While AR (Augmented Reality) is already a given in the gaming industry, I came across startups that were using that technology to enhance the travel experience for the first time this year.
The good news? No need for fancy equipment, just your smartphone.
From Tunisia, Histori-AR proposes an “enhanced immersive cultural tourism” experience on your smartphone, recreating historical sites.
Seeing things as they were on location (think Roman Ruins in Rome or the Notre Dame Cathedral in Paris) could be a smart way of cultural tourists connecting with their destination.
Why could virtual cultural experiences be a good thing for tourism? I believe seeing the before and after of a site could prevent further decline (caused mostly by overtourism) by making tourists more conscious of their negative impact.
On the other hand, ARt by Critec from Portugal proposes a new approach to using AR in tourism (although I stumbled upon them by chance because they were listed as a gaming startup).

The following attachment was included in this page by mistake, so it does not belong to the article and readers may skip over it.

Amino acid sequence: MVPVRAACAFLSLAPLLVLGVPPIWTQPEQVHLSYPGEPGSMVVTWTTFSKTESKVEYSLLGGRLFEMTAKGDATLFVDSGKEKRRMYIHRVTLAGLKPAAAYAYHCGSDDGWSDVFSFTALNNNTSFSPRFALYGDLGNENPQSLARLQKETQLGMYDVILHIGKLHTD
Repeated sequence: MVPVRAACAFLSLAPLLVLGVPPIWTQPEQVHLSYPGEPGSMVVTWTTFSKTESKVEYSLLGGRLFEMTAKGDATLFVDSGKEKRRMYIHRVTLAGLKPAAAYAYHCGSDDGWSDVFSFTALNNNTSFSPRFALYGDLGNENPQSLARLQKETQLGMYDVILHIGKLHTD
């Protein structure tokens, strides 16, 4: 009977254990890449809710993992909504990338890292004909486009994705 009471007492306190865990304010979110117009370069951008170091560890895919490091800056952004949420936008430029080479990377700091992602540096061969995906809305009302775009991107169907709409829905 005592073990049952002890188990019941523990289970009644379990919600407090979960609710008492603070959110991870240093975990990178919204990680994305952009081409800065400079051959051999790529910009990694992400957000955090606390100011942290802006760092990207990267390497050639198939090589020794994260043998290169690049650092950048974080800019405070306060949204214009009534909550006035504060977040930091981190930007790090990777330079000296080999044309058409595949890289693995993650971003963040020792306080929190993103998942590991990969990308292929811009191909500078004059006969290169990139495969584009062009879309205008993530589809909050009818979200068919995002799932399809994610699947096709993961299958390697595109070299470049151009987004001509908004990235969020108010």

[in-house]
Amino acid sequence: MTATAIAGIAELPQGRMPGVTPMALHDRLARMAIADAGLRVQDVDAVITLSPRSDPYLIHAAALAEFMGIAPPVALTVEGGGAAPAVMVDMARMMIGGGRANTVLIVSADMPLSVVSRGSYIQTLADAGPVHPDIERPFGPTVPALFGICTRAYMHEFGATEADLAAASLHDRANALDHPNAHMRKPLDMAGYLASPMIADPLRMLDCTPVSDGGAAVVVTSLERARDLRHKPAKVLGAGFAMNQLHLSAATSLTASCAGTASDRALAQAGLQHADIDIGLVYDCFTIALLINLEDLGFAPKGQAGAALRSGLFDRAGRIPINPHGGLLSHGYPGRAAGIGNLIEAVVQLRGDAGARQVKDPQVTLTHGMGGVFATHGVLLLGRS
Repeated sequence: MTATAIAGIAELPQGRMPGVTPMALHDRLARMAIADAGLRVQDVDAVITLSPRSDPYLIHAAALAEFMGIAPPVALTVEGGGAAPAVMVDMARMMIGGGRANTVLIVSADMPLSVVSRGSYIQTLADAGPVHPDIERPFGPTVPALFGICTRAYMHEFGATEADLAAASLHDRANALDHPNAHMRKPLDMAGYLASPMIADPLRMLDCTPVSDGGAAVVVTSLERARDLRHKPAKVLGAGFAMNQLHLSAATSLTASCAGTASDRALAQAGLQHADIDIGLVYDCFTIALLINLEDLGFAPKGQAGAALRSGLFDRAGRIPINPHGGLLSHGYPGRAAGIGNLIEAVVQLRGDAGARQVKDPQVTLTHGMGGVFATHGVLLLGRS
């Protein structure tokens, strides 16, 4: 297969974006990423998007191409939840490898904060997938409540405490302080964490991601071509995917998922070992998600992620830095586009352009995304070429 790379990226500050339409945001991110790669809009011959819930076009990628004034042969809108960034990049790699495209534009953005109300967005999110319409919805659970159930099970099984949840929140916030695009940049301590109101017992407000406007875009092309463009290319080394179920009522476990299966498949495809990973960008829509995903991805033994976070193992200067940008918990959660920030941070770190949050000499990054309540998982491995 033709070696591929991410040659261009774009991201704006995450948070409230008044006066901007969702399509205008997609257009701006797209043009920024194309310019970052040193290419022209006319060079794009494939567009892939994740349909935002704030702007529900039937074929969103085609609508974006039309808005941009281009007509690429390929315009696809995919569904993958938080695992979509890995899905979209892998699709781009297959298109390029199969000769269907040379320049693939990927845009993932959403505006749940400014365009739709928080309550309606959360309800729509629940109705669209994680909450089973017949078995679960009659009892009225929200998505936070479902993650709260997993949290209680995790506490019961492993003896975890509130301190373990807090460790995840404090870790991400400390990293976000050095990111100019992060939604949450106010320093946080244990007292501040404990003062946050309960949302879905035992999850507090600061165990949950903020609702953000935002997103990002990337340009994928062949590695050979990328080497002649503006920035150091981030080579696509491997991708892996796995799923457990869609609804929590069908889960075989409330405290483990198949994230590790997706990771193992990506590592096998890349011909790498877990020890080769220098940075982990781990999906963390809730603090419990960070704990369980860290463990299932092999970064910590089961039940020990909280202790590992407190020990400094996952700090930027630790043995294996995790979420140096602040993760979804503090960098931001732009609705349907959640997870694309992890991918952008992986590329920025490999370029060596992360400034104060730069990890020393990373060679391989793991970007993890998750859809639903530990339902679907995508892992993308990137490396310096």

Focusing on bringing urban art to life (literally), this Águeda-based Portuguese startup developed a product that entertains, engages, and informs. Which is, basically, what people expect when traveling.
Besides, urban art is so ephemeral that what’s mentioned on your travel guide or a travel website right now might not be there by the time you get to the destination. Wouldn’t it be cool to still see it?
We need tourism, but how can we improve tourist flows?
Ever since I wrote about the impact of overtourism in Lisbon, I’ve been interviewed by different publications and students and briefly participated in a documentary on the topic for Swiss television.